Barber appeared in court Thursday for an initial hearing, and the court set a $5,000 surety bond and required her to surrender her passport before being released. A pretrial conference is set for May 9 with a jury trial tentatively scheduled for Aug. 2. She faces up to six months in jail on the UPL misdemeanor charge and for each of the felonies, could see a sentence up to three years and fines up to $10,000.

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  1. This sure is not what most who value good governance consider the Rule of Law to entail: "In a letter dated March 2, which Brizzi forwarded to IBJ, the commission dismissed the grievance “on grounds that there is not reasonable cause to believe that you are guilty of misconduct.”" Yet two month later reasonable cause does exist? (Or is the commission forging ahead, the need for reasonable belief be damned? -- A seeming violation of the Rules of Profession Ethics on the part of the commission) Could the rule of law theory cause one to believe that an explanation is in order? Could it be that Hoosier attorneys live under Imperial Law (which is also a t-word that rhymes with infamy) in which the Platonic guardians can do no wrong and never owe the plebeian class any explanation for their powerful actions. (Might makes it right?) Could this be a case of politics directing the commission, as celebrated IU Mauer Professor (the late) Patrick Baude warned was happening 20 years ago in his controversial (whisteblowing) ethics lecture on a quite similar topic: http://www.repository.law.indiana.edu/cgi/viewcontent.cgi?article=1498&context=ilj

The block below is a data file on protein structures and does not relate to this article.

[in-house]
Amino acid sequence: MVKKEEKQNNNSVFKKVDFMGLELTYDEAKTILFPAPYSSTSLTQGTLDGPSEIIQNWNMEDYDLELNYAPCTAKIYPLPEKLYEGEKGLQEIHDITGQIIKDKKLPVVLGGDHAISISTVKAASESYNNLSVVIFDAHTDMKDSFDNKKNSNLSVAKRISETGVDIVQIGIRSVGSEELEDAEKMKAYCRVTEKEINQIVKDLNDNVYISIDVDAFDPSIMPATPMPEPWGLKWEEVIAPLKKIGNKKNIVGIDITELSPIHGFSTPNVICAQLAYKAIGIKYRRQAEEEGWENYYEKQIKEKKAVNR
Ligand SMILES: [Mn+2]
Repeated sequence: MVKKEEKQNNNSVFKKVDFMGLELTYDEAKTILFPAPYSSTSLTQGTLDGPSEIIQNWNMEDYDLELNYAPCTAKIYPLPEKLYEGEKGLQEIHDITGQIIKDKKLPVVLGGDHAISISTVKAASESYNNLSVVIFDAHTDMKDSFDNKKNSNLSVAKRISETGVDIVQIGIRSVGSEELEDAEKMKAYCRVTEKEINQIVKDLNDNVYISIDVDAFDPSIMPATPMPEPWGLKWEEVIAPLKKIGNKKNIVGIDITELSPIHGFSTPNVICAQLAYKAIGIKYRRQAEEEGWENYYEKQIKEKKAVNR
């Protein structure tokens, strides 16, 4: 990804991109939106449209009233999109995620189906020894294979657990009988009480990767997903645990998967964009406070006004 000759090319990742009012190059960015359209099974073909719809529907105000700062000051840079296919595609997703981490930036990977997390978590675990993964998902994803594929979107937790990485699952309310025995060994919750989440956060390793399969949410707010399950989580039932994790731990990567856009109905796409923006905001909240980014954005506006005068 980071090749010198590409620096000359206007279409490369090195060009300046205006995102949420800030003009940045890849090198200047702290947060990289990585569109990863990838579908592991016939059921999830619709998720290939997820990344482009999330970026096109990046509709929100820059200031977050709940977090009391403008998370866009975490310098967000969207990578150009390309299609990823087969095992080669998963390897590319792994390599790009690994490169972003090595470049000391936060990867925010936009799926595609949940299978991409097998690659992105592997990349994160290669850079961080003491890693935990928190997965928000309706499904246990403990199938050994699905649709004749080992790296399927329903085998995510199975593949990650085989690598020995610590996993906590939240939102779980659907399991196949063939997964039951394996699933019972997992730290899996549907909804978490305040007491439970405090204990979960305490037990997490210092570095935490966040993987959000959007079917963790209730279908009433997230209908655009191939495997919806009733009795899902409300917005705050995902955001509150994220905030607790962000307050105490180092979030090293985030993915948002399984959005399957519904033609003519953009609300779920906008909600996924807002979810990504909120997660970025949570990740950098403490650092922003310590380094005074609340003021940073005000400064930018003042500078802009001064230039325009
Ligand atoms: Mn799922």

2. I have a case presently pending cert review before the SCOTUS that reveals just how Indiana regulates the bar. I have been denied licensure for life for holding the wrong views and questioning the grand inquisitors as to their duties as to state and federal constitutional due process. True story: https://www.scribd.com/doc/299040839/2016Petitionforcert-to-SCOTUS Shorter, Amici brief serving to frame issue as misuse of govt licensure: https://www.scribd.com/doc/312841269/Thomas-More-Society-Amicus-Brown-v-Ind-Bd-of-Law-Examiners

  3. Here's an idea...how about we MORE heavily regulate the law schools to reduce the surplus of graduates, driving starting salaries up for those new grads, so that we can all pay our insane amount of student loans off in a reasonable amount of time and then be able to afford to do pro bono & low-fee work? I've got friends in other industries, radiology for example, and their schools accept a very limited number of students so there will never be a glut of new grads and everyone's pay stays high. For example, my radiologist friend's school accepted just six new students per year.

  4. I totally agree with John Smith.

  5. An idea that would harm the public good which is protected by licensing. Might as well abolish doctor and health care professions licensing too. Ridiculous. Unrealistic. Would open the floodgates of mischief and abuse. Even veteranarians are licensed. How has deregulation served the public good in banking, for example? Enough ideology already!